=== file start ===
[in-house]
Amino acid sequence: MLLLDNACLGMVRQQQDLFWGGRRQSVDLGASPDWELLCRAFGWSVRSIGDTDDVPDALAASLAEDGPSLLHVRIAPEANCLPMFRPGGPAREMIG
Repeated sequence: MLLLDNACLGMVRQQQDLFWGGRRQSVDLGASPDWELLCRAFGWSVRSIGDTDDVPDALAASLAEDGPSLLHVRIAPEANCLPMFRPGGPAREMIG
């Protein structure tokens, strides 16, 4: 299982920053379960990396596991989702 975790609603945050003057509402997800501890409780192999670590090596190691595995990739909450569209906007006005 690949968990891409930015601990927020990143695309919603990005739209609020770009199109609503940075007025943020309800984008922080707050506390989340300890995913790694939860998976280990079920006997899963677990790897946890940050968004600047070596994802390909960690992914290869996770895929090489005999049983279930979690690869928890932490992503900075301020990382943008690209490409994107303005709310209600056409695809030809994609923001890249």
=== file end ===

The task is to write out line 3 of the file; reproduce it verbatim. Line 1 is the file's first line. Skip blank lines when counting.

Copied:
Repeated sequence: MLLLDNACLGMVRQQQDLFWGGRRQSVDLGASPDWELLCRAFGWSVRSIGDTDDVPDALAASLAEDGPSLLHVRIAPEANCLPMFRPGGPAREMIG